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Apple Growers Call for Use of Pesticides to Fight Beetle Infestation

In the Netherlands, a growing number of apple growers are suffering from crop failures because of the apple weevil, a small beetle about six millimeters long. NOS reported on monday. Some growers advocate the use of pesticides to control infestations.

In spring, these beetles infest apple trees. The beetle’s reproductive process involves stinging flowers and laying eggs on some flowers. Larvae emerge from these eggs and prevent the flowers from developing into apples.

Initially, this beetle was active only in the southern part of the country, but it is now frequently tracked elsewhere. Frans Reich, an apple grower in Dronten, canton Flevoland, is now feeling the effects. “Some of the trees are completely empty, and the things hanging there are out of shape. We could be canceling half of the harvest,” he told the NOS.

Although beeticides such as Exirel and Raptol can be ordered online, fruit growers are not permitted to use these insecticides. Regulatory authorities such as the Dutch Food and Consumer Products Safety Authority (NVWA) and the Dutch Commission for the Authorization of Plant Protection Products and Biocides (Ctgb) determine the legal use of pesticides. Currently, Dutch fruit growers are not allowed to use Raptor and Exirel.

“It may be available, but we operate according to the law. Other countries allow the use of this pesticide,” said Scheep Koening, director of the Dutch Fruit Growers’ Organization. As an industry, we want a level playing field. A provision exists that allows growers to apply for emergency approval for pesticides, and Corning said it plans to seek such approval for these agents next year.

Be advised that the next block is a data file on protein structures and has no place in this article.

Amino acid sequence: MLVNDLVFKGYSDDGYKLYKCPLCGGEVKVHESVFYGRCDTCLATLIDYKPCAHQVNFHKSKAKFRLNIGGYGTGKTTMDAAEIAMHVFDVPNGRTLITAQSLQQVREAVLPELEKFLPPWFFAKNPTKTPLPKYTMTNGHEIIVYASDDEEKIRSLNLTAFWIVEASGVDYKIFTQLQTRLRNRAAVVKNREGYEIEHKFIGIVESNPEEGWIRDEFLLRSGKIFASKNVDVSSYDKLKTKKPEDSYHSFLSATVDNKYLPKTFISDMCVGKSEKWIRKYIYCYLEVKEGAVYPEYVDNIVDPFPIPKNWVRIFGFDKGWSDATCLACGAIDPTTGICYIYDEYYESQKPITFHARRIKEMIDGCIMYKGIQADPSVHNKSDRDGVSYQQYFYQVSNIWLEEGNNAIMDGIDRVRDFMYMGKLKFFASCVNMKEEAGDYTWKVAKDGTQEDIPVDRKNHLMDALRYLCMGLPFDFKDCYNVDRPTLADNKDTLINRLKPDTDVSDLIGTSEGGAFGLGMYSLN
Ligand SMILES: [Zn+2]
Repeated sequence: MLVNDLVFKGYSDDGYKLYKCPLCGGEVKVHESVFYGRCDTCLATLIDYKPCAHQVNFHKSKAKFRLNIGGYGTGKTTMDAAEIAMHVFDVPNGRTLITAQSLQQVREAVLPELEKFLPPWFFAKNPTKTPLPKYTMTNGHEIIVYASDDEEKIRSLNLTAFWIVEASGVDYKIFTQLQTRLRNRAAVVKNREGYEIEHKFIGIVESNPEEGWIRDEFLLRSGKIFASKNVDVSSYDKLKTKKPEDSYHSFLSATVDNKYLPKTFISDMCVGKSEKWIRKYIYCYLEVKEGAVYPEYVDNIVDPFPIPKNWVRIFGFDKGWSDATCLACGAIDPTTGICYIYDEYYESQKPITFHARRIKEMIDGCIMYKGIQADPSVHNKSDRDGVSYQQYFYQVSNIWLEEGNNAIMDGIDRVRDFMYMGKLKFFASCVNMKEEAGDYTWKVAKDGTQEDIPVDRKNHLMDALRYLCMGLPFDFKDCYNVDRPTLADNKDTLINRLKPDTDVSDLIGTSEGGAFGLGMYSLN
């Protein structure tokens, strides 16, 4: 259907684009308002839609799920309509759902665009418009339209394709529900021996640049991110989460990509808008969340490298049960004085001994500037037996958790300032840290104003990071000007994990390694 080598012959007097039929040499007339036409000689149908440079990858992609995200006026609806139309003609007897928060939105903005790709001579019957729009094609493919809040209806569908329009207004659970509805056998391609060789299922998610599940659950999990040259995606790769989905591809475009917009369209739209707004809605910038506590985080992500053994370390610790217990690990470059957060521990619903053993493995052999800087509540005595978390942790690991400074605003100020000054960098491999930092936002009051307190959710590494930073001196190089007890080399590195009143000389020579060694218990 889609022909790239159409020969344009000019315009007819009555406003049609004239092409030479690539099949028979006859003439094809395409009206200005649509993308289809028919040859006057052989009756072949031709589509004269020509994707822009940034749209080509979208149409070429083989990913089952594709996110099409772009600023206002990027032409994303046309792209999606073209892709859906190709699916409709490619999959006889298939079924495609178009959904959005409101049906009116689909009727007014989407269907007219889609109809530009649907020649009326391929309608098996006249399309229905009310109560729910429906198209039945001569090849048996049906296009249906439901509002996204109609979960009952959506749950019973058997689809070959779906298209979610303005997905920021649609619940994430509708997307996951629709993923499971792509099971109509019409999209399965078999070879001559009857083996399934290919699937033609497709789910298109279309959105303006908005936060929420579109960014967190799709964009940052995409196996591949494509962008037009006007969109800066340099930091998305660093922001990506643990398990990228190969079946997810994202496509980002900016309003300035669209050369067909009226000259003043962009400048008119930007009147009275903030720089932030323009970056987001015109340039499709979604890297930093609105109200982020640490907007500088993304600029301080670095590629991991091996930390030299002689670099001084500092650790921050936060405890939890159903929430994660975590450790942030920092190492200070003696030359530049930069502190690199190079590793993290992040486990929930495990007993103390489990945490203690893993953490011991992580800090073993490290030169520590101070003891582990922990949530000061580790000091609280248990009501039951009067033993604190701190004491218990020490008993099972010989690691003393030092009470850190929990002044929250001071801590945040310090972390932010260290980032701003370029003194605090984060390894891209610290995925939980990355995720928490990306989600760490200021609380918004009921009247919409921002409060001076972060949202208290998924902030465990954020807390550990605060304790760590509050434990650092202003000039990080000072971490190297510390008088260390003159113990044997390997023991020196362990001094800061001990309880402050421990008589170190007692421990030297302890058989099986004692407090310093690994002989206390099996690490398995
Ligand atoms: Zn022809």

Hermann Hersen, a pest control researcher at the University of Wageningen, said the university has been working for several years to identify alternative ways to protect crops from beetles. Although he has found ways to better control insect populations, he concedes that no effective strategy has yet been found to completely eliminate the need for chemical control. He stressed that there are now methods available that do not involve the use of pesticides. For example, decoy tubes can be used to remove beetles from an orchard.

According to Frans Rijk, existing alternatives do not currently provide a good solution. He stressed dependence on pesticides. “We think of it as a form of paracetamol. It’s not something you take just because you can drink it. You should only take it if you need to.”

Koning of the Dutch Orchard Growers’ Organization echoed the sentiment, emphasizing the importance of protective measures to prevent further infestation. “If we can’t control it, the epidemic will get bigger every year,” he said.

Regarding the potential impact on consumer prices, Corning said most of the 200 million pounds of apples harvested in the Netherlands are destined for the domestic market. Whether this will lead to higher prices for apples in supermarkets remains uncertain, as it will depend on overall growing conditions across Europe.

https://nltimes.nl/2023/07/24/apple-growers-demand-use-pesticides-combat-beetle-infestations Apple Growers Call for Use of Pesticides to Fight Beetle Infestation

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